- FIRE AT SEA.
"Sun' on fire ! " is the most appalling sound that can be heard by people at sea. In a home constructed of the most combustible ma- terials, on the unstablest of all foundations, cremation or drown- ing appear to be the only alternatives; and yet, appalling as that contingency is to those who have the charge of vessels, it is un- questionable that the apprehension is not sufficient to prevent the most glaring neglects. The improvements in navigation do not appear to have produced a corresponding improvement in this re- spect; on the contrary, it may be said that those improvements have had the effect of drawing a larger number within this peculiar kind of risk. On the,other hand, provisions to secure the chance of rescue after the ship may have been destroyed by fire are by no means made according to the laws of the simplest arithmetic. Al- though it is well known that ships are liable to be burnt, and that if burnt actual destruction awaits all on board except by one chan- nel, that one channel is not secured. "I have gone many voyages to Australia and India," says "An Emigra- tion Surgeon," writing to the Times, "and can solemnly aver that I never was on board a single ship that in case of an accident possessed more than one boat—the captain's gig—actually seaworthy. The long-boat, which is supposed to be the chief resource in case of disaster at sea, is never fit for any purpose ; being made the receptacle, voyage after voyage, for sheep, pigs, and other live-stock, and her bottom is thus rendered as rotten as an old sponge." With larger and better-appointed vessels there have been re- cently some attempts to make ampler provision of boats ; but the Emigration Surgeon shows that in the majority of cases matters remain as they were twenty, or forty, or fifty years ago. The long-boat is the lumber-room of the neck; and when, in the day of trial, it is wanted as a long-boat, it proves to be no more ser- viceable than a lumber-room.
In like manner, the rule to extinguish all fires after a certain hour, is known to be perfectly necessary; and yet it is broken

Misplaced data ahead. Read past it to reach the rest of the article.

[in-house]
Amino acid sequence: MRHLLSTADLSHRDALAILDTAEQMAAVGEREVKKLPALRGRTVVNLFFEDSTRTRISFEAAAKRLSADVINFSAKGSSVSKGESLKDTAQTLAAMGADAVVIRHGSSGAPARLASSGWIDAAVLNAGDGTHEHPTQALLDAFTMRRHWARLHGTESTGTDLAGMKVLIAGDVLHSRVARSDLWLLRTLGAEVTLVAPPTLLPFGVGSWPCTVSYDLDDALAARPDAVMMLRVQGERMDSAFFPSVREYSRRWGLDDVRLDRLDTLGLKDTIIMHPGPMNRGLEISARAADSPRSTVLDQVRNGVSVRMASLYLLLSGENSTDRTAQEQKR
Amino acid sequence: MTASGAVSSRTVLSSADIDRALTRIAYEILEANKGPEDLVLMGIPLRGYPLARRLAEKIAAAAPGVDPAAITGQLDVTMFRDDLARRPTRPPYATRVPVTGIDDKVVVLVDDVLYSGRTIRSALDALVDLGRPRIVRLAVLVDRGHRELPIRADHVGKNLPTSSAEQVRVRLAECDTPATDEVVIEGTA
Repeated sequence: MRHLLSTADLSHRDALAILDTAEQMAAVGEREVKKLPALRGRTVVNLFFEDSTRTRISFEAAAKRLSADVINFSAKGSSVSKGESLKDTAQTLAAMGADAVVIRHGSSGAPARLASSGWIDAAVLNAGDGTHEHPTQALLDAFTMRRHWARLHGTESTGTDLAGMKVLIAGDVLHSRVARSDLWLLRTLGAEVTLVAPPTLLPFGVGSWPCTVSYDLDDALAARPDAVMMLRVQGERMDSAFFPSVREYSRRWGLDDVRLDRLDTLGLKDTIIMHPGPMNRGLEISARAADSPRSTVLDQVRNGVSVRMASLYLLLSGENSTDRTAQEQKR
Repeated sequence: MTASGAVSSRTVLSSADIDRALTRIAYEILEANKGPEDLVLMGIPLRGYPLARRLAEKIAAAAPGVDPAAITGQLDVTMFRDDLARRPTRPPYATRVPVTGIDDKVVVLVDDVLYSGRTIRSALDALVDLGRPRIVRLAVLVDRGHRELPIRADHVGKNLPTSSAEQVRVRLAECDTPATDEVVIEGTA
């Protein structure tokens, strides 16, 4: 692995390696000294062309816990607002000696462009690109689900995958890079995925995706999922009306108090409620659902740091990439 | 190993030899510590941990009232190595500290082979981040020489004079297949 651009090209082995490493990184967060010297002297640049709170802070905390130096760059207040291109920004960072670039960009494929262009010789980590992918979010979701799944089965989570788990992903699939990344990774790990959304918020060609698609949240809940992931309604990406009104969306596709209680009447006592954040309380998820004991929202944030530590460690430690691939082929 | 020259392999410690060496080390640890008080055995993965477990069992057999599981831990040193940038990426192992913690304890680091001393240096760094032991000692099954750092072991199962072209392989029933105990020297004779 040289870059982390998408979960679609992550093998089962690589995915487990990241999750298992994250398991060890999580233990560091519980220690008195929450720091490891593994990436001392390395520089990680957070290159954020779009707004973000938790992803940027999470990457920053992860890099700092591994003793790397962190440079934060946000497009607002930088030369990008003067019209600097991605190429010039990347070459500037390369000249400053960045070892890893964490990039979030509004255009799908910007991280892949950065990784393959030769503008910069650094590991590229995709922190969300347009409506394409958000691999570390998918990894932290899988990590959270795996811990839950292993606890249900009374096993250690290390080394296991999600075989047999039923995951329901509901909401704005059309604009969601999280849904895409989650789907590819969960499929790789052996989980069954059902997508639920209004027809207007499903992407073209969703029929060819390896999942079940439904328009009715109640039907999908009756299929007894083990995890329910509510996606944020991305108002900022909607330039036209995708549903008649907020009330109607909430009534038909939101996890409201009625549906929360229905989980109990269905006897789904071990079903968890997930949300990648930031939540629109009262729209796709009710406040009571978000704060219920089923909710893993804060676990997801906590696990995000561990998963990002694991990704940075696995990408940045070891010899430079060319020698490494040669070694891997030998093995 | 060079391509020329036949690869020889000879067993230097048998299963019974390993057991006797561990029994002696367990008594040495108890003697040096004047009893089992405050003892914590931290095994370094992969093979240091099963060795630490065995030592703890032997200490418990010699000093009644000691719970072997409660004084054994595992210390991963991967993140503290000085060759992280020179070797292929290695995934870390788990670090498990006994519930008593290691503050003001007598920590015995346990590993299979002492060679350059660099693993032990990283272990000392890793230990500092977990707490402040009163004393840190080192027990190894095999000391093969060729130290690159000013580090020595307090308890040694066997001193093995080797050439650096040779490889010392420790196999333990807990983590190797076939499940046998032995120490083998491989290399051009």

every hour in the night in every latitude. "The practice of going into the hold with lighted candles," says "H. M. S.," another cor- respondent of the Times, "appears to have become too general on board steam-boats." Whatever may have become the practice on board steam-boats, we believe it has been the practice from time immemorial on board the generation before steam-boats. "K. M. S." saw sailors descend into the hold underneath the gentle- men's cabin to investigate some injury to the paddles of a Channel steamer, with a lighted candle in their hands. But lighted can- dles are often carried down amongst goods perhaps even more combustible than luggage. They have been seen not far from a store of gunpowder, and in hands not always of the soberest. It is true that on such occasions lanterns are to be used ; but where is the use of glass when there is no wind ?" asks the practical sailor ; and out comes the stump of a candle in the fingers. What if it gutters, and scalds the fingers P It is all very funny, and very jolly ; and, somehow or other, these things happen tolerably often without an explosion or a conflagra- tion. It may be set down as an axiom fixed in the tarry mind, that lanterns are nonsense, and that fear of fire is "Betty Martin." Accustomed to run risks that they do not understand—to be pulled through storms by devices which to them are little better than chance expedients—sailors are naturally trained to be indiscreet and to make light of precautions. They are all the more certain to do so if they observe their officers also trifle with precautions and rules ; and no one can have gone a voyage of moderate length without seeing how readily, especially in matters of remote contingency, the mind even of responsible officers gives way to a momentary convenience. The two great counteractives to these perilous tendencies are education and discipline ; especially education of the officers, and discipline of the men. Under the rules for certifying seamen, the standard of education has gradually been raised, and experience will probably dictate a still greater elevation of that standard. But half-edueated and drunken masters are still not unknown in the merchant navy ; and it will be a long while before the edit- cation of the sailor can be brought to such a pitch as to make him appreciate the value of a permanent protection against a contin- gency that seldom occurs. The expenditure of time and trouble in the precautions which are imperatively needed to prevent acci- dent with fire, might, without any very great trouble, be reduced to an equivalent in money, and so compared with the loss of ship, its cargo, and its crew, not omitting the domestic liabilities of that crew. But could this species of equation be effected, however eloquent it might be to the underwriter or even the educated sea- captain, it would have but little moral force with the common sea- man. The only thing which can speak cogently and practically to him is penalty for breach of discipline. The Emigration Sur- geon suggests a penalty for going to sea without the requisite number of boats in sound condition. The same kind of penalty might be enforced upon men for every breach of discipline, or upon officers for permitting such breach. In order to enforce these penalties, every serious casualty at sea should be made the subject of an inquiry, if possible before an author- ized tribunal, or in the meanwhile before the owners or their agent. It might help the operation of punishments, if a due ob- servation of discipline were noticed by a reward given specifically and solely with that object. The harsh conduct of master-mariners is often defended on the score that they are responsible for so much, and that they have so many rude agents under their com- mand ; but there can be no doubt that if the government of ships of all classes were reduced to a more systematic discipline, far greater results might be attained with far less harshness. In all cases when important operations have to be attained by the action of many hands, discipline is essential : at sea or on landrin railway or in ship, it is the source of permanent safety.